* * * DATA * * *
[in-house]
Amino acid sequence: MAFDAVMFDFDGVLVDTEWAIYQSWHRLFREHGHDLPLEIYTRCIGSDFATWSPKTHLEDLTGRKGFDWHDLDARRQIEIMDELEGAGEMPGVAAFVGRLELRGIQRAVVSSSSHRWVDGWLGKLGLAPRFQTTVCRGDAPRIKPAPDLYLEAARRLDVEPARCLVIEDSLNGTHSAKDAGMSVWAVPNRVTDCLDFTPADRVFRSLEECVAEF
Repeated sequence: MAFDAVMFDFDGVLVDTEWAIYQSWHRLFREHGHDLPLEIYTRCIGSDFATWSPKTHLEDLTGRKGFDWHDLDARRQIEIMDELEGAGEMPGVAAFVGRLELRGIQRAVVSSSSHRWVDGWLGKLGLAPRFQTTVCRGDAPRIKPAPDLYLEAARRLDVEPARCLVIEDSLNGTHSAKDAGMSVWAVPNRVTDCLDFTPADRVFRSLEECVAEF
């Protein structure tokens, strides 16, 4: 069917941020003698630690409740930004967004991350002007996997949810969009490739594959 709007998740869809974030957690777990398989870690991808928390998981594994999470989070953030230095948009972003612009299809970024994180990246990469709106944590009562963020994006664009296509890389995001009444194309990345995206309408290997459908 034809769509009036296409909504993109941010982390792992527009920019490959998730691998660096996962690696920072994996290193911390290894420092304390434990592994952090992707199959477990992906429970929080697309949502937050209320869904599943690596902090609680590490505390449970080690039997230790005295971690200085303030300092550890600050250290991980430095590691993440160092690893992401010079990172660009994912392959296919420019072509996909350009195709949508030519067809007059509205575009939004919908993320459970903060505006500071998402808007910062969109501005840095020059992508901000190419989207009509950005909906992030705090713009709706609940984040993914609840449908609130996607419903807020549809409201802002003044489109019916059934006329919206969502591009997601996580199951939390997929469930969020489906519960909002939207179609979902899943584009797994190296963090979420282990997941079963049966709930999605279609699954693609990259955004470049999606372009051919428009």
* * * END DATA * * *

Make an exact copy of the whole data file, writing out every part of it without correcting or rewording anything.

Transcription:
[in-house]
Amino acid sequence: MAFDAVMFDFDGVLVDTEWAIYQSWHRLFREHGHDLPLEIYTRCIGSDFATWSPKTHLEDLTGRKGFDWHDLDARRQIEIMDELEGAGEMPGVAAFVGRLELRGIQRAVVSSSSHRWVDGWLGKLGLAPRFQTTVCRGDAPRIKPAPDLYLEAARRLDVEPARCLVIEDSLNGTHSAKDAGMSVWAVPNRVTDCLDFTPADRVFRSLEECVAEF
Repeated sequence: MAFDAVMFDFDGVLVDTEWAIYQSWHRLFREHGHDLPLEIYTRCIGSDFATWSPKTHLEDLTGRKGFDWHDLDARRQIEIMDELEGAGEMPGVAAFVGRLELRGIQRAVVSSSSHRWVDGWLGKLGLAPRFQTTVCRGDAPRIKPAPDLYLEAARRLDVEPARCLVIEDSLNGTHSAKDAGMSVWAVPNRVTDCLDFTPADRVFRSLEECVAEF
């Protein structure tokens, strides 16, 4: 069917941020003698630690409740930004967004991350002007996997949810969009490739594959 709007998740869809974030957690777990398989870690991808928390998981594994999470989070953030230095948009972003612009299809970024994180990246990469709106944590009562963020994006664009296509890389995001009444194309990345995206309408290997459908 034809769509009036296409909504993109941010982390792992527009920019490959998730691998660096996962690696920072994996290193911390290894420092304390434990592994952090992707199959477990992906429970929080697309949502937050209320869904599943690596902090609680590490505390449970080690039997230790005295971690200085303030300092550890600050250290991980430095590691993440160092690893992401010079990172660009994912392959296919420019072509996909350009195709949508030519067809007059509205575009939004919908993320459970903060505006500071998402808007910062969109501005840095020059992508901000190419989207009509950005909906992030705090713009709706609940984040993914609840449908609130996607419903807020549809409201802002003044489109019916059934006329919206969502591009997601996580199951939390997929469930969020489906519960909002939207179609979902899943584009797994190296963090979420282990997941079963049966709930999605279609699954693609990259955004470049999606372009051919428009």